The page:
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5G has a Unique Hidden Benefit That Most Forget. But What Is it?

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Intel’s Mike Fitton knows the 5G secret. Here’s how you can find out.

Analysts across industry sectors insist that 5G will offer optimized industrial production, as well as improved decision-making and end-user experience. PwC projects $13.2 trillion in global economic value from 5G by 2035, generating 22.3 million jobs in the 5G global value chain alone.

“5G has the potential of making a huge impact on the industrial sector,” explained Raymond Yin, director of technical content at Mouser Electronics, as reported by Rob Spiegel. “(The Release 16 of the 5G standard) is closely tied to the future of industrial robotics and will enable a new generation of autonomous mobile robots that will work side by side in partnership with people.”

But this promising future is not without challenges. Both 5G and 6G will stress the network’s capability to deliver increasing performance within very constrained power envelopes. Mike Fitton, VP, Data Platforms Group & GM, Network Business Division, Intel, will explore how these demands will drive the dual requirements of scalability and programmability at the upcoming DesignCon keynote.

These dual requirements stem from the changing deployment models from dedicated appliances to virtualized and cloud implementations. Programmability is an essential factor since it reduces network operational costs and should improve 5G revenue growth. If all goes as designed, 5G networked systems will create an adaptable, software-defined, programmable, and end-to-end architecture.

Although not commonly discussed, the programmability aspect of 5G has gotten the attention of cost-conscious communication service providers (CSPs). With 5G, they will be able to program the network from software-defined WAN (SD-WAN) access networks and cloud-based RAN. Such a programmability model will help to provide unrestricted service availability in any network (fixed-mobile – Wi-Fi) in any access configuration. The potential of such a flexible and hybrid environment will be challenging to build and maintain but profitable.

To learn more, plan to listen to Fitton’s keynote at DesignCon!

But the keynote won’t be the only place to learn more about 5G and 6G technologies. Several tracks will focus on these essential systems, including:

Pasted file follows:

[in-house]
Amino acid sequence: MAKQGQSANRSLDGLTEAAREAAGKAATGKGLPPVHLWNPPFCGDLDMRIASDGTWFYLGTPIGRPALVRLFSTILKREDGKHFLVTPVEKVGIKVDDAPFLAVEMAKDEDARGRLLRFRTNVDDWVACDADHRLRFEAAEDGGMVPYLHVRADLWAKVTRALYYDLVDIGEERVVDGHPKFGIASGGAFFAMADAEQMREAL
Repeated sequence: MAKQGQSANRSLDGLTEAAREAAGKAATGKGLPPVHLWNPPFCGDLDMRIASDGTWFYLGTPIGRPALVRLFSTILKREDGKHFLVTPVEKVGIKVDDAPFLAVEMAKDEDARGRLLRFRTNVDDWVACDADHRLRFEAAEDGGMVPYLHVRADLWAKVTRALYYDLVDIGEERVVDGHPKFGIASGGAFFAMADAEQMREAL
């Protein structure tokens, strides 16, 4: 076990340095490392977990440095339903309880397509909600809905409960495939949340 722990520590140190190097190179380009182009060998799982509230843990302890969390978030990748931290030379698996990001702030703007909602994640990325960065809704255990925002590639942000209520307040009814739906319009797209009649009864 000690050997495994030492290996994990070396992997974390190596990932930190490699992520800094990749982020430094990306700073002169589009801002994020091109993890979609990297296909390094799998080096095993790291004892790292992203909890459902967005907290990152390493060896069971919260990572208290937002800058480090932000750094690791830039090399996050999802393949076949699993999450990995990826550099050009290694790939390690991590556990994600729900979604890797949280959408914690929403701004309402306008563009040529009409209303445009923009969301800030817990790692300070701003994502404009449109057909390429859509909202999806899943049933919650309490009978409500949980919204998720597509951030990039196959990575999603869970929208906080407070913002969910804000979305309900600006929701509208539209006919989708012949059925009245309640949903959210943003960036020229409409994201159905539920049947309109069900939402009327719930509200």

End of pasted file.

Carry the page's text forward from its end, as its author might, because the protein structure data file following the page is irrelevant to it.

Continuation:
• Track 3 – Integrating Photonics & Wireless in Electrical Design: Integrating photonics or wireless technology into electrical designs presents unique design challenges at the chip, board, and system levels. This track deals with the issues associated with the design and integration of photonics and wireless ICs, 3D packaging involving optical and electrical interconnects for data communication, emerging wireless and mmWave applications such as 5G, antenna in package integration, and automotive sensor applications such as Lidar.
  • Track 6 – System Co-Design: Modeling, Simulation & Measurement Validation: Design-oriented modeling simulation and analysis are required for cost-effective power and signal integrity (SI) performance optimization of the chip, package, board, and chip+package+board combinations. This track covers the broad range of topics required to best address those needs for modern microprocessor and digital systems. (See, “New technology design, including IoT design and 5G system co-design.”)

And don’t forget the many exhibitors demonstrating the latest communication equipment. Or the 5G technical talk at the co-located Drive World + ESC event: 5G's Future Impact on CV2X

To register for DesignCon, please click here.

John Blyler is a Design News senior editor, covering the electronics and advanced manufacturing spaces. With a BS in Engineering Physics and an MS in Electrical Engineering, he has years of hardware-software-network systems experience as an editor and engineer within the advanced manufacturing, IoT and semiconductor industries. John has co-authored books related to system engineering and electronics for IEEE, Wiley, and Elsevier.

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